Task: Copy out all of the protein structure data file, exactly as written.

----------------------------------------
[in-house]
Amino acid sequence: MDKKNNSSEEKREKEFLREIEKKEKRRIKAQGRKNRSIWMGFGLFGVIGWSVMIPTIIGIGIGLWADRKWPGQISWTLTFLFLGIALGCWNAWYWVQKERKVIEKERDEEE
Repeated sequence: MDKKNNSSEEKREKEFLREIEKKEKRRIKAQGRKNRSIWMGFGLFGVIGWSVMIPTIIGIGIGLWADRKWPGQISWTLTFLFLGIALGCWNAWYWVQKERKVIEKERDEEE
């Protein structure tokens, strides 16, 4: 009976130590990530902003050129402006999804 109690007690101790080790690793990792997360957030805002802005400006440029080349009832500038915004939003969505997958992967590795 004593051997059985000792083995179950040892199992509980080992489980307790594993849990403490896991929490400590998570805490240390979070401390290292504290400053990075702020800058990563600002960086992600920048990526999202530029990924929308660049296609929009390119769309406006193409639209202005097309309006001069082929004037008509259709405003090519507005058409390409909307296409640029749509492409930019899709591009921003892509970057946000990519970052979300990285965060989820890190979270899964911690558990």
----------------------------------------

[in-house]
Amino acid sequence: MDKKNNSSEEKREKEFLREIEKKEKRRIKAQGRKNRSIWMGFGLFGVIGWSVMIPTIIGIGIGLWADRKWPGQISWTLTFLFLGIALGCWNAWYWVQKERKVIEKERDEEE
Repeated sequence: MDKKNNSSEEKREKEFLREIEKKEKRRIKAQGRKNRSIWMGFGLFGVIGWSVMIPTIIGIGIGLWADRKWPGQISWTLTFLFLGIALGCWNAWYWVQKERKVIEKERDEEE
């Protein structure tokens, strides 16, 4: 009976130590990530902003050129402006999804 109690007690101790080790690793990792997360957030805002802005400006440029080349009832500038915004939003969505997958992967590795 004593051997059985000792083995179950040892199992509980080992489980307790594993849990403490896991929490400590998570805490240390979070401390290292504290400053990075702020800058990563600002960086992600920048990526999202530029990924929308660049296609929009390119769309406006193409639209202005097309309006001069082929004037008509259709405003090519507005058409390409909307296409640029749509492409930019899709591009921003892509970057946000990519970052979300990285965060989820890190979270899964911690558990």